More specifically, assuming the hub 10 is in the unlocked position, the sleeve 77 turns to the locked position through the agency of the operator 78. When the sleeve 77 turns from a shift position to the locked position, the engagement tab 105 of the spring washer 101 rotating together with the sleeve 77 moves inside the cam component 108. When the engagement tab 105 moves inside the cam component 108, the moving cam 102 and the moving member 103 energized by the moving spring 104 move to the right from the positions shown in FIGS. 7 and 9(A) to the positions shown in FIGS. 8 and 9(B). As a result of this, the serration teeth 114b of the lock ring 114 engage with the serration teeth 113 of the hub shell 43, and the rotation of the hub shell 43 is controlled by the force of friction between the lock ring 114 and the moving member 103. The corresponding frictional force can be changed as needed by adjusting the biasing force of the coned disk spring 119 through the tightening of the pressure nut 118. Therefore, pedaling fails to rotate the rear wheel 7 or such rotation is impaired.

The hub shell 43 is directly coupled with the hub axle 41 to achieve locking, and the rotation of the hub shell 43 (and rear wheel 7) is restricted when an attempt is made to push the bicycle, making such pushing more difficult to accomplish and reducing the likelihood of theft. An attempt to forcefully turn the hub shell 43 results in the relative rotation of the moving member 103 and the lock ring 114 and causes the lock ring 114 and the moving member 103 to vibrate and to emit a loud vibrating noise under the action of the irregularities 114a. Thus, loud noise is produced when the bicycle is pushed with a hand or the pedals are stepped on and the hub shell 43 is rotated in the locked state, making the bicycle more difficult to steal. The opposite occurs when hub 10 is in the locked position.

After the locking/unlocking operation is completed, key 1150 is removed from the proximity of sensor 1112, switch 1110 opens, power from battery 1116 is cut off from lock control circuit 1104, and lock control circuit 1104 resumes the powered off state.

While the above is a description of various embodiments of the present invention, further modifications may be employed without departing from the spirit and scope of the present invention. For example, the size, shape, location or orientation of the various components may be changed as desired. The functions of one element may be performed by two, and vice versa. While switch 1110 in the described embodiment remained closed only as long as the magnetic enabling signal is received by sensor 1112, switch 1110 may operate for a certain time after the magnetic signal is removed. In that case the command signal need not be transmitted simultaneously with the enabling signal. While the command processing circuit 1124 was shown schematically separate from shift control component 25, the logic therein may be incorporated in shift control component 25. Indeed, in accordance with usual centralized or distributed processing techniques, the software and/or hardware may be combined or distributed as appropriate. Also, while the antitheft control device was incorporated into shift control element 9, antitheft control device 1100 may be a stand-alone system and operate independently of shift control element 9. If desired, the antitheft device may be incorporated into a shift control element 9 that has a manual locking mode such as shown in application Ser. No. 09/047,763 noted above.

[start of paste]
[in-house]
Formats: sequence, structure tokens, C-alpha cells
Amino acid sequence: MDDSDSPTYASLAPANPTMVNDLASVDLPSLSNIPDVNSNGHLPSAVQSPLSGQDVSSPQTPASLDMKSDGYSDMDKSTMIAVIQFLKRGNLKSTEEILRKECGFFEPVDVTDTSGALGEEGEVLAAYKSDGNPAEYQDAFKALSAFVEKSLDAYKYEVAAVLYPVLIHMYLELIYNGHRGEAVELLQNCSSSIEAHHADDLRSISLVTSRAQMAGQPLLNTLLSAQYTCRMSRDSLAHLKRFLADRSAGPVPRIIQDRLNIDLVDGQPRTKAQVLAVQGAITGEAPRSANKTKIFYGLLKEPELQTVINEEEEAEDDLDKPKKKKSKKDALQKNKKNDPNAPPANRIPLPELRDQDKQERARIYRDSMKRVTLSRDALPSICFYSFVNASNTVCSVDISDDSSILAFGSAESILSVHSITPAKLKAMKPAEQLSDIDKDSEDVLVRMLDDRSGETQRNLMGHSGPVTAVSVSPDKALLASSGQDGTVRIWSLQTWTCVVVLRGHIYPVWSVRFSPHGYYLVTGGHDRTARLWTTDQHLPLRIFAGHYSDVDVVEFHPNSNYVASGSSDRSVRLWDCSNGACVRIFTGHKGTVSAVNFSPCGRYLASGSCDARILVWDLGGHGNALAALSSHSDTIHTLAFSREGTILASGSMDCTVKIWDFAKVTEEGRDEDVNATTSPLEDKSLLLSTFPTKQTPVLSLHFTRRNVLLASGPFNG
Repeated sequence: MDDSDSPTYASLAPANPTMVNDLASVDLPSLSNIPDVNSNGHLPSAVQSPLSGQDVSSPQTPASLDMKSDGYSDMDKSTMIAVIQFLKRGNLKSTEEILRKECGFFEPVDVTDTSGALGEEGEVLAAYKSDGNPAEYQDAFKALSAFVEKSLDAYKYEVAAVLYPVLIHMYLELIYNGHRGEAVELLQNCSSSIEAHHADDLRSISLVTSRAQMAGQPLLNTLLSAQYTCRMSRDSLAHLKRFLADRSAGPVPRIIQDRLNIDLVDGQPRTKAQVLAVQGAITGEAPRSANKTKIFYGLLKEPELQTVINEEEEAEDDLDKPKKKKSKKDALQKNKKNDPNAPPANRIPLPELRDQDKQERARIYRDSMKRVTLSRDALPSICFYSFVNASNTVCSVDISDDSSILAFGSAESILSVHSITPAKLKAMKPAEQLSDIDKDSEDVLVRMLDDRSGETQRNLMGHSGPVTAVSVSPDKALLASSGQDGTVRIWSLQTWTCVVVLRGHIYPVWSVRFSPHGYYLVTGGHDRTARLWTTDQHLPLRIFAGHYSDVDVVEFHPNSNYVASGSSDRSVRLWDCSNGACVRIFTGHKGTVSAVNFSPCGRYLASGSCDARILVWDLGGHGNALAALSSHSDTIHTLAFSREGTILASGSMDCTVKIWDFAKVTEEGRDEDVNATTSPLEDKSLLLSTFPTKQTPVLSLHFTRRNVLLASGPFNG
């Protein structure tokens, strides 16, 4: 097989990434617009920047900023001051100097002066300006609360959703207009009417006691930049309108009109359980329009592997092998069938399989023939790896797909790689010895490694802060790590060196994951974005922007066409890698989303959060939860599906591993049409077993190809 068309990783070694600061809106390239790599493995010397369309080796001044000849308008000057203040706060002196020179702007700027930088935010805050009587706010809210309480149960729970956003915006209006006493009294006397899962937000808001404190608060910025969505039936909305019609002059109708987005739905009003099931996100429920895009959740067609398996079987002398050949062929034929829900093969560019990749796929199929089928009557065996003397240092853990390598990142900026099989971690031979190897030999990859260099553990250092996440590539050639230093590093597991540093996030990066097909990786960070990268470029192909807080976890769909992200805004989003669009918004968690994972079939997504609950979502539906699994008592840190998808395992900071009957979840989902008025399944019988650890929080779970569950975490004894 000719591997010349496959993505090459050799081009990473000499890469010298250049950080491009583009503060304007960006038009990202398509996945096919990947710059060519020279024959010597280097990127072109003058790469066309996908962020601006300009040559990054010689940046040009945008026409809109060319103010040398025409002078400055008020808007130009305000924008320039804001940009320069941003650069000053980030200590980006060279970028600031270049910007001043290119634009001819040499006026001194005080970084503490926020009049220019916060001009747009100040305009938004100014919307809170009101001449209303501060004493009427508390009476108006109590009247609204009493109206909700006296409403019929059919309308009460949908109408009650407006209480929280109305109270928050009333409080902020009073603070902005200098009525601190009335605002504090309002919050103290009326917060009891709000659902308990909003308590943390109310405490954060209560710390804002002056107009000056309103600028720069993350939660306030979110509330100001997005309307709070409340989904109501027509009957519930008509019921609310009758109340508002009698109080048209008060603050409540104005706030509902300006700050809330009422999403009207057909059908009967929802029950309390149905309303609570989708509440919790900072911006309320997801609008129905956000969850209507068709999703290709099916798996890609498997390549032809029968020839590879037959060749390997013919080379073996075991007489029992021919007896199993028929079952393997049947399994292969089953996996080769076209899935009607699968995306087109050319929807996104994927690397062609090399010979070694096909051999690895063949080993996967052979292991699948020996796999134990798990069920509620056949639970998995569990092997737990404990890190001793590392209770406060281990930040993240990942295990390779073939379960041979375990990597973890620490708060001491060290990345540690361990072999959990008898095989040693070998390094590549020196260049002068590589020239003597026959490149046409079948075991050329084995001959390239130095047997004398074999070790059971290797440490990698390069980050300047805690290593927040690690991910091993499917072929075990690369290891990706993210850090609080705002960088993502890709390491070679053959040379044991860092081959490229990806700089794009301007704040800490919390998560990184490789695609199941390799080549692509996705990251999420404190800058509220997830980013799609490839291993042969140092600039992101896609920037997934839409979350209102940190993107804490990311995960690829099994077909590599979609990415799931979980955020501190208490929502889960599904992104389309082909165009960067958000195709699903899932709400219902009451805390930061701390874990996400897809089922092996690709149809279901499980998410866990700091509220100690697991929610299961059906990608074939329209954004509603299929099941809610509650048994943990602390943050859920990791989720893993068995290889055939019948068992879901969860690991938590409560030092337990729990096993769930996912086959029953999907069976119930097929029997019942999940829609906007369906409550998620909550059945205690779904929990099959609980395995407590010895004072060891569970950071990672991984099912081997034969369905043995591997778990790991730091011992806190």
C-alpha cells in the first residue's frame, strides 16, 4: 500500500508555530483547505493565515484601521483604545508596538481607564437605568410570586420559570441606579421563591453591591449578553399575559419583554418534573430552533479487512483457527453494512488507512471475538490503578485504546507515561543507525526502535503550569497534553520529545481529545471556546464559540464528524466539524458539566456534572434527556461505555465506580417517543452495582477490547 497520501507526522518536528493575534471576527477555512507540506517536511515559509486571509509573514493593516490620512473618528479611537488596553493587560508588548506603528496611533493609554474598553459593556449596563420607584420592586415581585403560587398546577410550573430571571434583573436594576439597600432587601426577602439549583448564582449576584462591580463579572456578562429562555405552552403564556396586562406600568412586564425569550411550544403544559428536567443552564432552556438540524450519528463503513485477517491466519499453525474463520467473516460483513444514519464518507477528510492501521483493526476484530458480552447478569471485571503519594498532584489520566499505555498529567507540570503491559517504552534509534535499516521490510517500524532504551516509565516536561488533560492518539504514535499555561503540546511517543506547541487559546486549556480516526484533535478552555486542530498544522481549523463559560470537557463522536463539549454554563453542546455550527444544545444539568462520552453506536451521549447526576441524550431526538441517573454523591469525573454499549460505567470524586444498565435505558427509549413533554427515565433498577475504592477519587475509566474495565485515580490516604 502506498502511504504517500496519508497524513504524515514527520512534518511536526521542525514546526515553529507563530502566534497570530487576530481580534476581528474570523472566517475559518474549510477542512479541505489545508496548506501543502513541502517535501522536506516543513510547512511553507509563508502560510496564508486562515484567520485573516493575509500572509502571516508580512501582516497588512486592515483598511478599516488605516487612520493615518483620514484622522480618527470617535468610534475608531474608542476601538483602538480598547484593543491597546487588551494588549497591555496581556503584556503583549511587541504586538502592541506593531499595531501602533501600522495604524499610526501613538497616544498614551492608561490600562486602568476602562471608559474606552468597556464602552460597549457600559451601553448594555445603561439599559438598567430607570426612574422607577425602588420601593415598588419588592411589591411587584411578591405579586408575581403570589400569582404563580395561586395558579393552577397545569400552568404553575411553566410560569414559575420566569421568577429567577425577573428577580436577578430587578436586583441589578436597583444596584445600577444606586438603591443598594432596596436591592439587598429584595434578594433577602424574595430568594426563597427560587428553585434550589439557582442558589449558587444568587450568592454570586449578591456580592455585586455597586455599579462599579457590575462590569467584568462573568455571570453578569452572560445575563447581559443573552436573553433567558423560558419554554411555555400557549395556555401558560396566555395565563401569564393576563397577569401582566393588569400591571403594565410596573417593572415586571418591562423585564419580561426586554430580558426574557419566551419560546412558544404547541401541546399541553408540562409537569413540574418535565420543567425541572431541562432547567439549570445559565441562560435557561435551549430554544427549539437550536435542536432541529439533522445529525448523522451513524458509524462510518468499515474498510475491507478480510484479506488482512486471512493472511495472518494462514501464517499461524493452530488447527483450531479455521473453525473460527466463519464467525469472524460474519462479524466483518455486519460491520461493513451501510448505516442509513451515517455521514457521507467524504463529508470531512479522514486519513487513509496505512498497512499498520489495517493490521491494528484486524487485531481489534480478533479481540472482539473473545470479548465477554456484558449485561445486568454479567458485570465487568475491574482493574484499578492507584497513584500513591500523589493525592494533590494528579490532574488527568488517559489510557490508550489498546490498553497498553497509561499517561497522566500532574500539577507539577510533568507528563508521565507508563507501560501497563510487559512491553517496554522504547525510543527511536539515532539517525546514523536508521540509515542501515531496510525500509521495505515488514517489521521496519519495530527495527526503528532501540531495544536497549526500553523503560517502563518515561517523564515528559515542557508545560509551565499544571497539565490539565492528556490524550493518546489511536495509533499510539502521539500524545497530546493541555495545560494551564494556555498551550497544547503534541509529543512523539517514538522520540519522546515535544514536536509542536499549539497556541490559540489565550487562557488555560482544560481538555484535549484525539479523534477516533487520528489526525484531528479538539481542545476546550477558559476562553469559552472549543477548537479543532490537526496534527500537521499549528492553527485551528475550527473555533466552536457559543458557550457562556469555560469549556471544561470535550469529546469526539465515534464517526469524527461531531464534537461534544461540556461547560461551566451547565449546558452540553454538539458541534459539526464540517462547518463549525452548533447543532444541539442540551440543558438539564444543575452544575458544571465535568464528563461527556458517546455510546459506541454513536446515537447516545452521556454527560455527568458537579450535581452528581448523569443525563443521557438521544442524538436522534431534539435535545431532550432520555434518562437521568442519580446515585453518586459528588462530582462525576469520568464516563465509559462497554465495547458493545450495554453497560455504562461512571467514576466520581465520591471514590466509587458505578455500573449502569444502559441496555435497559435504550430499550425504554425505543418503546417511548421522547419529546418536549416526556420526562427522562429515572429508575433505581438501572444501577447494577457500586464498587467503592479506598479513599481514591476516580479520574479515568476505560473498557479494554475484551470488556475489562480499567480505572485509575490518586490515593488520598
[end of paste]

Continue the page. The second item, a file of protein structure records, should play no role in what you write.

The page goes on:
Thus, the scope of the invention should not be limited by the specific structures disclosed. Instead, the true scope of the invention should be determined by the following claims.

Patent Citations
Cited PatentFiling datePublication dateApplicantTitle
US4276540 *Sep 24, 1979Jun 30, 1981Habib Jr Fred GRemote cycle alarm system
US5008647 *Oct 25, 1989Apr 16, 1991Orleander S.A.Wireless bicycle wheel monitor system
US5637984 *Oct 20, 1994Jun 10, 1997Nanotechnology, Inc.Pseudo-mechanical system incorporating ohmic electromechanical transducer and electrical generator
US5783996 *Jul 15, 1996Jul 21, 1998Muszynski; Francis E.Portable gravity activated alarm device for golf bags and other similar items
Non-Patent Citations
Reference
1 *Temic Semiconductors product literature, model e5550 Standard R/W Identification IC; published Feb. 17, 1995, Germany.
2 *Temic Semiconductors product literature, model U2270B Read/Write Base Station IC; published Dec. 13, 1996, Germany.
Referenced by
Citing PatentFiling datePublication dateApplicantTitle
US6741045 *Apr 23, 2002May 25, 2004Shimano, Inc.Bicycle control apparatus that communicates power and data over a single transmission path
US6768219 *Feb 19, 2002Jul 27, 2004Honda Giken Kogyo Kabushiki KaishaRemote lock operation apparatus for light vehicle
US7245210Sep 25, 2003Jul 17, 2007Honda Giken Kogyo Kabushiki KaishaVehicle electronic key system
US7264256 *Jan 19, 2001Sep 4, 2007Shimano, Inc.Bracket assembly for a motor controlled bicycle transmission
US7279807Sep 25, 2003Oct 9, 2007Honda Giken Kogyo Kabushiki KaishaVehicle electronic key system
US7304565Sep 25, 2003Dec 4, 2007Honda Giken Kogyo Kabushiki KaishaVehicle-use electronic key system
US7369035May 26, 2004May 6, 2008Honda Giken Kogyo Kabushiki KaishaMotorcycle electronic key system
US20100090831 *Oct 9, 2008Apr 15, 2010O2Micro, Inc.Electronic device with radio frequency identification (RFID) technology
US20110048831 *Aug 19, 2010Mar 3, 2011Tsai Wen ChinStructure of power driven vehicle
DE102004019939A1 *Apr 21, 2004Nov 17, 2005Wibke SchaefferBicycle or motorcycle lock and chain has electronic lock and remote hand-held control unit
DE102009033475A1 *Jul 10, 2009Jan 13, 2011Holger RedtelSicherungsvorrichtung und Verfahren zur Verhinderung einer unbefugten Inbetriebnahme eines Fahrzeuges
EP1201532A1 *Oct 25, 2000May 2, 2002BkTech AGLocking device, utility object comprising such a device, and method for time-limited release of a utility object
EP1544067A1 *Sep 25, 2003Jun 22, 2005Honda Giken Kogyo Kabushiki KaishaVehicle electronic key system
EP2504203A1 *Jul 10, 2010Oct 3, 2012Holger RedtelSecurity device and method for preventing unauthorized starting of a vehicle
WO2002029734A1 *Oct 2, 2001Apr 11, 2002Conti Temic MicroelectronicSystem for starting a motor-driven vehicle
WO2011138175A1 *Apr 21, 2011Nov 10, 2011Robert Bosch GmbhDrive unit with a locking mechanism and method for locking a drive unit
Classifications
U.S. Classification318/16, 70/233, 318/520
International ClassificationE05B49/00, B62H5/08, E05B71/02, B62H5/20, B62H5/00
Cooperative ClassificationB62H5/08, B62H5/20
European ClassificationB62H5/08, B62H5/20
Legal Events
DateCodeEventDescription
Oct 5, 2011FPAYFee payment
Year of fee payment: 12
Oct 5, 2007FPAYFee payment
Year of fee payment: 8
Oct 7, 2003FPAYFee payment
Year of fee payment: 4
Jun 1, 1999ASAssignment
Owner name: SHIMANO, INC., JAPAN
Free format text: ASSIGNMENT OF ASSIGNORS INTEREST;ASSIGNOR:KITAMURA, SATOSHI;REEL/FRAME:010004/0594
Effective date: 19990531